• Mike Preston of Florida tapped as next director of Arkansas Economic Development Commission

    Mike Preston, vice president for Government Relations with Enterprise Florida, is Gov. Asa Hutchinson's choice as the next director of the Arkansas Economic Development Commission, reports Roby Brock at Talk Business. Preston will be tasked with doling out millions in corporate welfare to bring in and retain businesses in the state. Hutchinson decided not to keep Grant Tennille, who served in the role under Gov. Mike Beebe, on the job.
  • Anti-gay legislation prompts Human Rights Campaign to run ad in Silicon Valley newspaper

    At a press conference today, Chad Griffin, Arkansas native and president of the Human Rights Campaign, the country's largest LGBT advocacy group, announced that his organization will run a full-page ad (see below) in the San Jose Mercury News, Silicon Valley's largest paper, suggesting that Arkansas is closed for business due to HB 1228, the discriminatory, anti-gay measure making its way through the legislature. It could be up for consideration by the Senate today.
  • In wake of Harris rehoming revelations, broader review of child welfare system begins

    This morning, I spoke with Paul Vincent, the child welfare expert Gov. Asa Hutchinson has selected to conduct a review of the foster care and adoption system at the state Department of Human Services.
  • Lindsey's Resort on Little Red River to close after 50 years

    A note on the website of Lindsey's Resort, the popular trout-fishing destination on the Little Red River at Heber Springs, says the resort will be forced to close due to a bank foreclosure.

Most Viewed

  • $4 billion tech company calls it quits in Indiana over anti-LGBT 'Religious Freedom' bill.

    Take heed, Arkansas: the same day Gov. Mike Pence of Indiana announced he would sign the state's "Religious Freedom Restoration Act" — an anti-LGBT bill with disturbing similarities to Rep. Bob Ballinger's HB 1228 — a $4 billion tech company announced they're pulling up stakes there rather than "require our customers/employees to travel to Indiana to face discrimination." Ouch.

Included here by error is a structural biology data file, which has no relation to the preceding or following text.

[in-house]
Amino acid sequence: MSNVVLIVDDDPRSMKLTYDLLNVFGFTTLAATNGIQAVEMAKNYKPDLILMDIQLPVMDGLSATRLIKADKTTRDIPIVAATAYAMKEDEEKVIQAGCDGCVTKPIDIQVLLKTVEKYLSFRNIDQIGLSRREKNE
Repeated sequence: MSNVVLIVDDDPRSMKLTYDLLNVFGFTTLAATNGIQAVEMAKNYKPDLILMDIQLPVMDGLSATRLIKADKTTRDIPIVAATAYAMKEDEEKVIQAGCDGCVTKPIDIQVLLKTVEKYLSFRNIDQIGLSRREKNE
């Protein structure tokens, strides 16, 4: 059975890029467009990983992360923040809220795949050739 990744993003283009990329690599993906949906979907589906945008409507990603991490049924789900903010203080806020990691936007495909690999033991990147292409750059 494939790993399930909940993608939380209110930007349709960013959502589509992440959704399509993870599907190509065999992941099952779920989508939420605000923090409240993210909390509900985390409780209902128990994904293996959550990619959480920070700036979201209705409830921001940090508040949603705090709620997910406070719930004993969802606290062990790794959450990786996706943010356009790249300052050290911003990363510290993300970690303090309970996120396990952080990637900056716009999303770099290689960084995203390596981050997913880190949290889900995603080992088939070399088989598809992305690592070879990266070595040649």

• Anti-gay legislation prompts Human Rights Campaign to run ad in Silicon Valley newspaper

    At a press conference today, Chad Griffin, Arkansas native and president of the Human Rights Campaign, the country's largest LGBT advocacy group, announced that his organization will run a full-page ad (see below) in the San Jose Mercury News, Silicon Valley's largest paper, suggesting that Arkansas is closed for business due to HB 1228, the discriminatory, anti-gay measure making its way through the legislature. It could be up for consideration by the Senate today.
  • Duck Dynasty patriarch Phil Robertson peddles fantasy of raping and torturing atheist family

    Oh dear. Paradigm of conservative cultural authenticity, Phil Robertson, patriarch of A&E's "Duck Dynasty," conjured up a gruesome fantasy of the rape and torture of an atheist family in a speech to the Vero Beach Prayer Breakfast, later broadcast on the “Trunews” radio program by host Rick Wiles.
  • David Burnett flips, letting anti-gay and Ten Commandments bills out of committee

    Bring on the court challenges! Someone or another got to Democratic Sen. David Burnett and he flipped, caving and providing the needed fifth vote to pass a couple of Jerry Cox specials out of committee: HB1228, the so-called "conscience protection" bill from Bob Ballinger which would ensure protection for legal discrimination against gay people and SB939, the bill from Sen. Jason Rapert mandating that the Secretary of State build a monument commemorating the Ten Commandments on the Capitol grounds.
  • House rejects Rep. Leding's bill to stop sentencing juveniles to life without parole

    The House of Representatives voted down HB 1197, the bill by Rep. Greg Leding (D-Fayetteville) that would have ended the practice of sentencing minors convicted of capital murder to life in prison without the possibility of parole. The vote was 29-53 against the legislation.

Most Recent Comments

Blogroll

 

© 2015 Arkansas Times | 201 East Markham, Suite 200, Little Rock, AR 72201
Powered by Foundation